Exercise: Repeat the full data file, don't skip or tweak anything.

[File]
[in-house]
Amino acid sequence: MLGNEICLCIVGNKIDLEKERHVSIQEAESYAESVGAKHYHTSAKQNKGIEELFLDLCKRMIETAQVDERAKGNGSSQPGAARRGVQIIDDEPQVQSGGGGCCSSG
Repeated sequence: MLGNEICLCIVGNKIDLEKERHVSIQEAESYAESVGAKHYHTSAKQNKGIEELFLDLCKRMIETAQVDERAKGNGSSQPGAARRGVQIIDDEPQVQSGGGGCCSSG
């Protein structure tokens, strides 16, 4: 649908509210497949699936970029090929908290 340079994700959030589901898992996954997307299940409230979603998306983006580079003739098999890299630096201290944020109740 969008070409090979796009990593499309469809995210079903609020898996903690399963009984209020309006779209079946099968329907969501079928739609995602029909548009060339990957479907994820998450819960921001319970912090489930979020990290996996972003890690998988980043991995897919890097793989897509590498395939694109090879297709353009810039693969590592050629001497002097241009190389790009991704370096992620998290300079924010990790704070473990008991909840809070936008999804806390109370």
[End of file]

[in-house]
Amino acid sequence: MLGNEICLCIVGNKIDLEKERHVSIQEAESYAESVGAKHYHTSAKQNKGIEELFLDLCKRMIETAQVDERAKGNGSSQPGAARRGVQIIDDEPQVQSGGGGCCSSG
Repeated sequence: MLGNEICLCIVGNKIDLEKERHVSIQEAESYAESVGAKHYHTSAKQNKGIEELFLDLCKRMIETAQVDERAKGNGSSQPGAARRGVQIIDDEPQVQSGGGGCCSSG
């Protein structure tokens, strides 16, 4: 649908509210497949699936970029090929908290 340079994700959030589901898992996954997307299940409230979603998306983006580079003739098999890299630096201290944020109740 969008070409090979796009990593499309469809995210079903609020898996903690399963009984209020309006779209079946099968329907969501079928739609995602029909548009060339990957479907994820998450819960921001319970912090489930979020990290996996972003890690998988980043991995897919890097793989897509590498395939694109090879297709353009810039693969590592050629001497002097241009190389790009991704370096992620998290300079924010990790704070473990008991909840809070936008999804806390109370």